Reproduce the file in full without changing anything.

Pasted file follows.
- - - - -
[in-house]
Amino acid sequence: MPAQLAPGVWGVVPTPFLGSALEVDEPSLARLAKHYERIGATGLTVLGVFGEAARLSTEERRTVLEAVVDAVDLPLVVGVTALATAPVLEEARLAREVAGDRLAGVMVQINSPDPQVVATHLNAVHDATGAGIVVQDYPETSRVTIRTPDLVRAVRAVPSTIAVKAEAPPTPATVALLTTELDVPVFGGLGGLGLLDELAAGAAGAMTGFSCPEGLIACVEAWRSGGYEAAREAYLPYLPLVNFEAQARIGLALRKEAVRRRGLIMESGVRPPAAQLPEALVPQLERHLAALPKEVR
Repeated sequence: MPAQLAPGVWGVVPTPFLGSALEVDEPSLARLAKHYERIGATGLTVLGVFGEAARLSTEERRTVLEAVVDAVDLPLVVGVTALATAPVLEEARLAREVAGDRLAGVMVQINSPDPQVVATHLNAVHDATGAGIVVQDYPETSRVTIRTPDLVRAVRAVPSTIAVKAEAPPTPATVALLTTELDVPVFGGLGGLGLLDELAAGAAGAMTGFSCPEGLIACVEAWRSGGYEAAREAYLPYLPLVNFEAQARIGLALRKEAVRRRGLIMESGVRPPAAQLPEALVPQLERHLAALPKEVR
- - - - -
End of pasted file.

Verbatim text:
[in-house]
Amino acid sequence: MPAQLAPGVWGVVPTPFLGSALEVDEPSLARLAKHYERIGATGLTVLGVFGEAARLSTEERRTVLEAVVDAVDLPLVVGVTALATAPVLEEARLAREVAGDRLAGVMVQINSPDPQVVATHLNAVHDATGAGIVVQDYPETSRVTIRTPDLVRAVRAVPSTIAVKAEAPPTPATVALLTTELDVPVFGGLGGLGLLDELAAGAAGAMTGFSCPEGLIACVEAWRSGGYEAAREAYLPYLPLVNFEAQARIGLALRKEAVRRRGLIMESGVRPPAAQLPEALVPQLERHLAALPKEVR
Repeated sequence: MPAQLAPGVWGVVPTPFLGSALEVDEPSLARLAKHYERIGATGLTVLGVFGEAARLSTEERRTVLEAVVDAVDLPLVVGVTALATAPVLEEARLAREVAGDRLAGVMVQINSPDPQVVATHLNAVHDATGAGIVVQDYPETSRVTIRTPDLVRAVRAVPSTIAVKAEAPPTPATVALLTTELDVPVFGGLGGLGLLDELAAGAAGAMTGFSCPEGLIACVEAWRSGGYEAAREAYLPYLPLVNFEAQARIGLALRKEAVRRRGLIMESGVRPPAAQLPEALVPQLERHLAALPKEVR